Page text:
Joseph Addison

Joseph Addison, 1672–1719, English essayist, poet, and statesman. He was educated at Charterhouse, where he was a classmate of Richard Steele, and at Oxford, where he became a distinguished classical scholar. His travels on the Continent from 1699 to 1703 were recorded in Remarks on Italy (1705). Addison first achieved prominence with The Campaign (1704), an epic celebrating the victory of Marlborough at Blenheim. The poem was commissioned by Lord Halifax, and its great success resulted in Addison's appointment in 1705 as undersecretary of state and in 1709 as secretary to the lord lieutenant of Ireland. He also held a seat in Parliament from 1708 until his death. Addison's most enduring fame was achieved as an essayist. In 1710 he began his contributions to the Tatler, which Richard Steele had founded in 1709. He continued to write for successive publications, including the Spectator (1711–12), the Guardian (1713), and the new Spectator (1714). His contributions to these periodicals raised the English essay to a degree of technical perfection never before achieved and perhaps never since surpassed. In a prose style marked by simplicity, order, and precision, he sought to engage men's thoughts toward reason, moderation, and a harmonious life. His works also include an opera libretto, Rosamund (1707); a prose comedy, The Drummer (1716); and a neoclassical tragedy, Cato (1713), which had an immense success in its own time, but has since been regarded as artificial and sententious. In his last years Addison received his greatest prominence. In 1717 he was made secretary of state, an office he resigned the following year. But the period (1714–19) was also marked by failing health, a supposedly unhappy marriage, and the severing of his relations with his good friend Richard Steele.

See biography by P. H. B. O. Smithers (1954, repr. 1968).

The Columbia Encyclopedia, 6th ed. Copyright© 2018, The Columbia University Press.

Joseph Addison: Selected full-text books and articles

Fantastic Worlds: Myths, Tales, and Stories By Eric S. Rabkin Oxford University Press, 1979
A primary source is a work that is being studied, or that provides first-hand or direct evidence on a topic. Common types of primary sources include works of literature, historical documents, original philosophical writings, and religious texts.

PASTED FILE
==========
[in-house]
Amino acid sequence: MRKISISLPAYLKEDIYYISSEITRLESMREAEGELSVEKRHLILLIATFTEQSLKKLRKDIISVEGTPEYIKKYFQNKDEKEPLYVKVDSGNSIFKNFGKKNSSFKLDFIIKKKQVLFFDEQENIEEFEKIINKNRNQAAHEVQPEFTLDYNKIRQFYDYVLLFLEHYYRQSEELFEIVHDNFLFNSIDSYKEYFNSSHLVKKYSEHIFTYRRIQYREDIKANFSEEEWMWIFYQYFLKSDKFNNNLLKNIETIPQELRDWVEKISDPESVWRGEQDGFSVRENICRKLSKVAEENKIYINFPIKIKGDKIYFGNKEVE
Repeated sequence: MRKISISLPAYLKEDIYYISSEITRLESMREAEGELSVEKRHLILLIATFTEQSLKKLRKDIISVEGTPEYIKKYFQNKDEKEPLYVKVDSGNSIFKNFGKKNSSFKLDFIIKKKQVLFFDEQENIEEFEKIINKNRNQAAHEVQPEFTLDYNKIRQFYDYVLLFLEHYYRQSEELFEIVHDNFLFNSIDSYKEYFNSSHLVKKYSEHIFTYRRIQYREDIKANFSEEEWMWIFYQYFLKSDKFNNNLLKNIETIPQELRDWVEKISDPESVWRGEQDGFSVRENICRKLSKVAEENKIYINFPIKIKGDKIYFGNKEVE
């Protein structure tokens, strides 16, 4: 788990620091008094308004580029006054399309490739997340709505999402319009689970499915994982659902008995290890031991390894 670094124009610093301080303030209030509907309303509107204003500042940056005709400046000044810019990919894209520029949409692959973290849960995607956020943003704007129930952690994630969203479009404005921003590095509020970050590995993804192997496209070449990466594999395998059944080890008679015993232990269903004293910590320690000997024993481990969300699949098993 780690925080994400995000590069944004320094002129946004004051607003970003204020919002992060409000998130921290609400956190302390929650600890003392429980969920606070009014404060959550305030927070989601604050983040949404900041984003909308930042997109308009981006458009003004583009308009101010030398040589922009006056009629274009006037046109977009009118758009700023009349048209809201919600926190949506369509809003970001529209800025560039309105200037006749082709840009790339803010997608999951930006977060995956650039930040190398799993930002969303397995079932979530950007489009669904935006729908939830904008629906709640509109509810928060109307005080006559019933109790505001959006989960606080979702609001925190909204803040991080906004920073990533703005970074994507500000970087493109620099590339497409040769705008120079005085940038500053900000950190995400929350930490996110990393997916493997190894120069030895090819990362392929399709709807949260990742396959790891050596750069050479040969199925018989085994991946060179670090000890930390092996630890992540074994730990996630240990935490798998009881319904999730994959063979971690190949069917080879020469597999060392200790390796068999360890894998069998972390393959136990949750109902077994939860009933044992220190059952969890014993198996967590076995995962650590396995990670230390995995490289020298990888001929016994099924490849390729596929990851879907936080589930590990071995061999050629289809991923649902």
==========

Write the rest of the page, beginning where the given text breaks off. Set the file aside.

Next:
The Cultural Milieu of Addison's Literary Criticism By Lee Andrew Elioseff University of Texas Press, 1963
Men of Letters and the English Public in the Eighteenth Century, 1660- 1744: Dryden, Addison, Pope By Alexandre Beljame; Bonamy Dobrée; E. O. Lorimer Kegan Paul, Trench, Trubner, 1948
The Curse of Party: Swift's Relations with Addison and Steele By Bertrand A. Goldgar University of Nebraska Press, 1961
Taste and Criticism in the Eighteenth Century: A Selection of Texts Illustrating the Evolution of Taste and the Development of Critical Theory By H. A. Needham George G. Harrap, 1952
Librarian's tip: "Truth to Nature and Good Sense: The Fundamentals in Art" by Joseph Addison begins on p. 56
Elations: The Poetics of Enthusiasm in Eighteenth-Century Britain By Shaun Irlam Stanford University, 1999
Librarian's tip: Chap. Three "In the Dungeons of the Sublime: Joseph Addison and 'The Pleasures of the Imagination'"
Personification in Eighteenth-Century English Poetry By Chester F. Chapin King's Crown Press, 1955
Librarian's tip: Chap. I "Addison and the Empirical Theory of Imagination"
The Restoration and Eighteenth Century (1660-1789) By Donald F. Bond; George Sherburn Routledge & Kegan Paul, 1967 (2nd edition)
Librarian's tip: "Addison, Steele, and the Periodical Essay" begins on p. 870
Fantastic Literature: A Critical Reader By David Sandner Praeger, 2004
Librarian's tip: "Joseph Addison: The First Critic of the Fantastic" begins on p. 316
Musical Thought in Britain and Germany during the Early Eighteenth Century By Donald R. Boomgaarden Peter Lang, 1987
Librarian's tip: "Joseph Addison and the Rise of British Journalism" begins on p. 13 and "Addison and Mattheson: Views on the Concept of the Affections in the First Two Decades of the Eighteenth Century" begins on p. 82
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